Enchanting as the coast undoubtedly is, it is perhaps the natural grandeur of the interior that most distinguishes Samos from the other islands in the East Aegean. In marked contrast to its rather barren neighbours, Samos is wonderfully verdant, thanks to an abundance of natural springs. Some parts of the island have suffered fire damage in recent years, but for the best part Samos is covered in vast expanses of pine forest, extensive olive groves, clusters of stately plane trees, lovingly tended fields and orchards, and of course the vineyards which provide one of the island's most prolific exports the sweet dessert wine is famous well beyond Greece, but the dryer table wines are equally worthy of sampling and rather more versatile in their application.

The landscapes range from gently rolling hills and lush plains to towering peaks sliced through by steep ravines - most impressive of all is Mount Kerkis at the western end of the island, which soars to a height of 1,437 metres, making it the second tallest summit in the Aegean.





But it is not just the island's natural beauty that should encourage you to occasionally tear yourself away from the beaches, but also its cultural treasures. Owing to its strategic position just a stone's throw from the coast of Asia Minor, Samos was once the most affluent island in the Aegean, and during its heyday produced a host of well-known writers and philosophers, including Aesop, Epicurus and the island's most famous son, the mathematician Pythagoras. The island's influence was eventually eclipsed by the rise of Athens during classical times, and by the 15th century Samos had fallen upon harder times, abandoned by its Genoese rulers to the mercy of pirates.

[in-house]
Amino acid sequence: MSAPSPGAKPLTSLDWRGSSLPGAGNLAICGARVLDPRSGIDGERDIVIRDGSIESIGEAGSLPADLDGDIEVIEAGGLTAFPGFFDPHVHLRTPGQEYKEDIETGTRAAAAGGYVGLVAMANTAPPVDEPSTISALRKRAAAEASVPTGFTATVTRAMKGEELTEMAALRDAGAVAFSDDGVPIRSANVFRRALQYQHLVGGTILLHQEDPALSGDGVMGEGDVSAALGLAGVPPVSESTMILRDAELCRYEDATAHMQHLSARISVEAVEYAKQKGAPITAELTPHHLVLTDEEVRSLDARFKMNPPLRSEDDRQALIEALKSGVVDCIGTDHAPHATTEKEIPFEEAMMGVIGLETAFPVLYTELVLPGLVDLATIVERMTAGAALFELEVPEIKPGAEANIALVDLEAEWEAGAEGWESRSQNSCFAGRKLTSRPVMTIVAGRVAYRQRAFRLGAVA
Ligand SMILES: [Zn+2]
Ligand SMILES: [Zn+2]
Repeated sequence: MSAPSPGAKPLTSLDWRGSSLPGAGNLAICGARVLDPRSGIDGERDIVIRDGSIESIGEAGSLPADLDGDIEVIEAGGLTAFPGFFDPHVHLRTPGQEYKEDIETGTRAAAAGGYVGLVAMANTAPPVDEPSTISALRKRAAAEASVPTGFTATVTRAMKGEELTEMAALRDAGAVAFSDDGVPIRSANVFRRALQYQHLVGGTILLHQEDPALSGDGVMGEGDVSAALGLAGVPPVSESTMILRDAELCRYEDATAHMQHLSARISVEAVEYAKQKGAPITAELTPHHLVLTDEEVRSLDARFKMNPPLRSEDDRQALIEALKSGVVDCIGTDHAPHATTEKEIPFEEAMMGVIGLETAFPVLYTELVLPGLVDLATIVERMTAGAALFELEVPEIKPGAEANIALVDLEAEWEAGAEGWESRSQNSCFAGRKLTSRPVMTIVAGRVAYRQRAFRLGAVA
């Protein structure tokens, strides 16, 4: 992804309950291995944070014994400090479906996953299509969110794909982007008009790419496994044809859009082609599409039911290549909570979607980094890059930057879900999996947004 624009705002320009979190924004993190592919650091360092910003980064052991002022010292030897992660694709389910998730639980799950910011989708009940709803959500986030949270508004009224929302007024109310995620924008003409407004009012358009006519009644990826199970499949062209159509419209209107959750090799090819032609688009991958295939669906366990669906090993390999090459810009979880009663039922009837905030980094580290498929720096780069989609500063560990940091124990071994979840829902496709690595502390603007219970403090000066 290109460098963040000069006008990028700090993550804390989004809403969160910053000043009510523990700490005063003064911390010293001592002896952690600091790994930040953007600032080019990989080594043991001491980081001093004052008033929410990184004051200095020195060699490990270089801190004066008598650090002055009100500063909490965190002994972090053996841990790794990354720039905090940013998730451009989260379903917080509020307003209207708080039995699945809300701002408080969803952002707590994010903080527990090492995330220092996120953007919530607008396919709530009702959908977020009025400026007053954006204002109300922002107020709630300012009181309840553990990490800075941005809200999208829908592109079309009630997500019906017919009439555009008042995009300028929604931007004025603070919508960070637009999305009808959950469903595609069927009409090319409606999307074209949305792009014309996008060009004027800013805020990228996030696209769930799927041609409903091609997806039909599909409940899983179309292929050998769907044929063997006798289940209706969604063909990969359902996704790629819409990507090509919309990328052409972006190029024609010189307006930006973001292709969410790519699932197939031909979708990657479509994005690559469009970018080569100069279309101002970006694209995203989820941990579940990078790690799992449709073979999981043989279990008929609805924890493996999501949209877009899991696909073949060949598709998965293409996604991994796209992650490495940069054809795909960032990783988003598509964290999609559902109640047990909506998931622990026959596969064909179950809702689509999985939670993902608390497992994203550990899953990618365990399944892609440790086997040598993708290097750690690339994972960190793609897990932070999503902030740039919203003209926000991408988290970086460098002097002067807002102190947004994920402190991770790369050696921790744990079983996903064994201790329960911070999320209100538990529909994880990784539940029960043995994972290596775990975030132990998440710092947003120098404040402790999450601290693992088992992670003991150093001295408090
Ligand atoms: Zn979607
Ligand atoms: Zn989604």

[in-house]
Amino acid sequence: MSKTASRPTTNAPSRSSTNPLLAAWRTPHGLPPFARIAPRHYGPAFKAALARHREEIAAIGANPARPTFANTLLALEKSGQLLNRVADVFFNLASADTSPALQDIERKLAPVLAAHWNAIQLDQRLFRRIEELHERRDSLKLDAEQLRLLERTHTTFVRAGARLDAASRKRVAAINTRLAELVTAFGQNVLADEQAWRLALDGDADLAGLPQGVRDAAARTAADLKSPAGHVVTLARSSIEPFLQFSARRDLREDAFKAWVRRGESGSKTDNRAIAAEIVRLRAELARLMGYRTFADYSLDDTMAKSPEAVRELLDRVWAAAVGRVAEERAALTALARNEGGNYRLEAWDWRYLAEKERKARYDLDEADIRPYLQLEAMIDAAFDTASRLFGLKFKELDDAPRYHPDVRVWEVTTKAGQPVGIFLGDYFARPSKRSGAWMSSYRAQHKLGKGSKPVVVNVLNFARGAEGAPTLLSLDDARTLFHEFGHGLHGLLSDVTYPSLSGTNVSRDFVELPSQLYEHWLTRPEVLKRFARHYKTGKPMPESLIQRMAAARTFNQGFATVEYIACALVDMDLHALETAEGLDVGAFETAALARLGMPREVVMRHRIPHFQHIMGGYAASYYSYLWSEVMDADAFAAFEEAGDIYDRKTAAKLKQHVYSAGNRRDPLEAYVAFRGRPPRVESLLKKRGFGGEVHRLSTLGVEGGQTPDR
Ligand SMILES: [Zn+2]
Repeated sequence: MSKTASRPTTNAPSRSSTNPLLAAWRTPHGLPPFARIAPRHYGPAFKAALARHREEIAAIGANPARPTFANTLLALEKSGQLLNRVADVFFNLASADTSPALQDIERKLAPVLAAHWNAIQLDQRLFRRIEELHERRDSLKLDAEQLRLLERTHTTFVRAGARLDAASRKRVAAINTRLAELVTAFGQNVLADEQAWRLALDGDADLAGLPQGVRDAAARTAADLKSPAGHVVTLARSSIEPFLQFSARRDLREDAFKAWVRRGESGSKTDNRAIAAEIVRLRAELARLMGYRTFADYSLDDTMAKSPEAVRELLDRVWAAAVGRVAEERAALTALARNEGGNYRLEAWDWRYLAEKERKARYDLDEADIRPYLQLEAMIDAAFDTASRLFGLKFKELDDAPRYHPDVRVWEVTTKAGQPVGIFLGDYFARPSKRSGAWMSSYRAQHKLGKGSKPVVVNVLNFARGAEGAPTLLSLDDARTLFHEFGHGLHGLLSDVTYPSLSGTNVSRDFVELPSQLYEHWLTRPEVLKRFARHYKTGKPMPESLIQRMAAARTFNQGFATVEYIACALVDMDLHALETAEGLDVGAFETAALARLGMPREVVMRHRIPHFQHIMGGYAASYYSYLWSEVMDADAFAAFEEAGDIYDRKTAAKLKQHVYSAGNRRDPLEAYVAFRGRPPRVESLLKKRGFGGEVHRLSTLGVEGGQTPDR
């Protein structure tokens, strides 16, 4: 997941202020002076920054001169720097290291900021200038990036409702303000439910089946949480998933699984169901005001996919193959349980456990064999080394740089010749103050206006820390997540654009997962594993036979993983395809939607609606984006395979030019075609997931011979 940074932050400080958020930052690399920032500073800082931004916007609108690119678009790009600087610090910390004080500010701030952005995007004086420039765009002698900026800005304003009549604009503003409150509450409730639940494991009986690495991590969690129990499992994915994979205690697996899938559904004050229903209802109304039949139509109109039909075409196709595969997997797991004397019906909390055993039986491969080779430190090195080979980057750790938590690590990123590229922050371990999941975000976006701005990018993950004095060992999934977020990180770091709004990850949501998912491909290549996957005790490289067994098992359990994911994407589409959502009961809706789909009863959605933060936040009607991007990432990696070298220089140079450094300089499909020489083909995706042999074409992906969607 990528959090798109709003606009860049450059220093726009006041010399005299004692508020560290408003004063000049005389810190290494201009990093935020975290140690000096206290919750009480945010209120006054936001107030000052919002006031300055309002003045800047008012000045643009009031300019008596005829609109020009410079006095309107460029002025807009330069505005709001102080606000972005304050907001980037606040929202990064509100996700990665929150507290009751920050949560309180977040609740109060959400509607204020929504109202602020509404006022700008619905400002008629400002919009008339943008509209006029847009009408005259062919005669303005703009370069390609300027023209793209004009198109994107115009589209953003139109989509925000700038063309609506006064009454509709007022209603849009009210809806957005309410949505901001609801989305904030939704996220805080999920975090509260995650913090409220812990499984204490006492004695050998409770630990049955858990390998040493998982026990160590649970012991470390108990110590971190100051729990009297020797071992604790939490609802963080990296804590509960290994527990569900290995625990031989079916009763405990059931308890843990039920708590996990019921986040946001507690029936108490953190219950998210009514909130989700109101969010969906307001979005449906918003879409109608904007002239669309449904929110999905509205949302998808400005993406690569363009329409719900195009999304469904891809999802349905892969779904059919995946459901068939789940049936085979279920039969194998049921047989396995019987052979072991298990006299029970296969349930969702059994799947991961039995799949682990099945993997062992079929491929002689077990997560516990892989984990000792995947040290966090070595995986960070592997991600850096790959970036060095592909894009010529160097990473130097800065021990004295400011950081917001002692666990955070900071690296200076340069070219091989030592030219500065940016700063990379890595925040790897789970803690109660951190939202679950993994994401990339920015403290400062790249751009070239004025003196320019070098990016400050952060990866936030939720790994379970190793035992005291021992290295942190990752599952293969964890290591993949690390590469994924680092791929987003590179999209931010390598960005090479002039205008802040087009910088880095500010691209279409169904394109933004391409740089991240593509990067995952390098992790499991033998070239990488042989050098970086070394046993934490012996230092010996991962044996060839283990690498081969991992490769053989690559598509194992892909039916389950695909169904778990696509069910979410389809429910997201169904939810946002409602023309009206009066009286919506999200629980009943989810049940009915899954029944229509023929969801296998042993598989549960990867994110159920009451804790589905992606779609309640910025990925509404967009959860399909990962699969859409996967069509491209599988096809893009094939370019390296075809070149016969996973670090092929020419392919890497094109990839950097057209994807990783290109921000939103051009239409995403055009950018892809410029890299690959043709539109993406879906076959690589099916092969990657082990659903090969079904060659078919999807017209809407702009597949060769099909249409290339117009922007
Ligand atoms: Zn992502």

Today, Samos certainly feels more like a provincial outpost than a regional powerhouse, but a number of sites reveal some of the legacy of the island's glory days.



Only a single column remains out of the 134 that once formed the Heraion Sanctuary, but the mere dimensions of this temple tell of the wealth, power and ambition of the island's rulers in ancient times. Equally impressive is the Efpalinio Tunnel, an aqueduct more than 1 km in length bored through a mountain to ensure a siege-proof water supply for the island's then capital, Chora. The bustling latter-day capital, Samos Town, picturesquely set on a deep bay, is home to a small but fascinating archaeological museum hosting one of the most important collections outside Athens, including a number of imposing marble statues as well as smaller artefacts, coins and day-to-day items, recovered from the Heraion.

Manolis Chiotis, owner and manager, a tireless retired “thirty year oil tanker captain”, like “the albatross sea birds with hope and survival “, has brought his world experience to this calm and relaxing location and his passion for bee keeping in the near by location of Kakoperato gorge, an untouched wilderness enriched with some 840 different herbal plants, natives to Kerkis high altitudes, near the monastery of Panayia with the Chapel built inside a large cave along the very steep sides of the gorge is a truly unforgettable experience to visit. Pure Honey from his bee hives is offered for taste and purchase to the resorts international visitors. Regular scheduled bush walks could help you join in and experience this beauty for your self.


 ALBATROSS APARTMENTS- Manager: Manolis Chiotis 
 83102 Marathokampos, Samos, Greece Tel +30 22730 37492, +30 22730 3746, 
 Fax +30 22730 3714 - Email: 

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